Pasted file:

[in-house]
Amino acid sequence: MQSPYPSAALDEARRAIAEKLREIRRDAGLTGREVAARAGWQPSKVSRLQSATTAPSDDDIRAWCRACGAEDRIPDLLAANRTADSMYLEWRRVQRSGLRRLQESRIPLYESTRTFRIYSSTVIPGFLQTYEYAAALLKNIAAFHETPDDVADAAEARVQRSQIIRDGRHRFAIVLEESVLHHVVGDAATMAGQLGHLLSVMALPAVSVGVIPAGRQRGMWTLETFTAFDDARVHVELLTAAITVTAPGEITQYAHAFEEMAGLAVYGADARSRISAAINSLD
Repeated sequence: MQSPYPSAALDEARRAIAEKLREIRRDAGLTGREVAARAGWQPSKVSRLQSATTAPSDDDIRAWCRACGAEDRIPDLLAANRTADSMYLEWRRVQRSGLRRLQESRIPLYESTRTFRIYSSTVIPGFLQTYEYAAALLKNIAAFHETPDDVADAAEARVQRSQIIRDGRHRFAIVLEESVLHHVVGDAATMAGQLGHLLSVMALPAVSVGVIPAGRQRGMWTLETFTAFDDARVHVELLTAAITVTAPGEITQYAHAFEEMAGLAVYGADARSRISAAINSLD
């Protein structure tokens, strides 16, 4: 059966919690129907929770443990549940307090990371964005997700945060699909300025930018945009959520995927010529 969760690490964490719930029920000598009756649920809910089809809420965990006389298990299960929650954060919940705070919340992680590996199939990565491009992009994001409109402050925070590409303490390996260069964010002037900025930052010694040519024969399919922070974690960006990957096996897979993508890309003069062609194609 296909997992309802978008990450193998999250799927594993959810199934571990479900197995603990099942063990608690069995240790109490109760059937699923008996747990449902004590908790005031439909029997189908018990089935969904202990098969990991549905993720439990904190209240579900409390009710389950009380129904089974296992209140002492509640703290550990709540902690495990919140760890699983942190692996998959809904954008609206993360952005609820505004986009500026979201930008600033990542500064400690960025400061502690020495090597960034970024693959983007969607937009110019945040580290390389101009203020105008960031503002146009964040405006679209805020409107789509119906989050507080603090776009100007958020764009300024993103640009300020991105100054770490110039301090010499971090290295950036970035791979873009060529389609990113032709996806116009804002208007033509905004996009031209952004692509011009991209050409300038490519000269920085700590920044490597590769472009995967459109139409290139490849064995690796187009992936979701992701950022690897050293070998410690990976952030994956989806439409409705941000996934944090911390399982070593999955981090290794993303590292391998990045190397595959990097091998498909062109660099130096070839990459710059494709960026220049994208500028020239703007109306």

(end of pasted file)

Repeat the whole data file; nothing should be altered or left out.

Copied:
[in-house]
Amino acid sequence: MQSPYPSAALDEARRAIAEKLREIRRDAGLTGREVAARAGWQPSKVSRLQSATTAPSDDDIRAWCRACGAEDRIPDLLAANRTADSMYLEWRRVQRSGLRRLQESRIPLYESTRTFRIYSSTVIPGFLQTYEYAAALLKNIAAFHETPDDVADAAEARVQRSQIIRDGRHRFAIVLEESVLHHVVGDAATMAGQLGHLLSVMALPAVSVGVIPAGRQRGMWTLETFTAFDDARVHVELLTAAITVTAPGEITQYAHAFEEMAGLAVYGADARSRISAAINSLD
Repeated sequence: MQSPYPSAALDEARRAIAEKLREIRRDAGLTGREVAARAGWQPSKVSRLQSATTAPSDDDIRAWCRACGAEDRIPDLLAANRTADSMYLEWRRVQRSGLRRLQESRIPLYESTRTFRIYSSTVIPGFLQTYEYAAALLKNIAAFHETPDDVADAAEARVQRSQIIRDGRHRFAIVLEESVLHHVVGDAATMAGQLGHLLSVMALPAVSVGVIPAGRQRGMWTLETFTAFDDARVHVELLTAAITVTAPGEITQYAHAFEEMAGLAVYGADARSRISAAINSLD
């Protein structure tokens, strides 16, 4: 059966919690129907929770443990549940307090990371964005997700945060699909300025930018945009959520995927010529 969760690490964490719930029920000598009756649920809910089809809420965990006389298990299960929650954060919940705070919340992680590996199939990565491009992009994001409109402050925070590409303490390996260069964010002037900025930052010694040519024969399919922070974690960006990957096996897979993508890309003069062609194609 296909997992309802978008990450193998999250799927594993959810199934571990479900197995603990099942063990608690069995240790109490109760059937699923008996747990449902004590908790005031439909029997189908018990089935969904202990098969990991549905993720439990904190209240579900409390009710389950009380129904089974296992209140002492509640703290550990709540902690495990919140760890699983942190692996998959809904954008609206993360952005609820505004986009500026979201930008600033990542500064400690960025400061502690020495090597960034970024693959983007969607937009110019945040580290390389101009203020105008960031503002146009964040405006679209805020409107789509119906989050507080603090776009100007958020764009300024993103640009300020991105100054770490110039301090010499971090290295950036970035791979873009060529389609990113032709996806116009804002208007033509905004996009031209952004692509011009991209050409300038490519000269920085700590920044490597590769472009995967459109139409290139490849064995690796187009992936979701992701950022690897050293070998410690990976952030994956989806439409409705941000996934944090911390399982070593999955981090290794993303590292391998990045190397595959990097091998498909062109660099130096070839990459710059494709960026220049994208500028020239703007109306």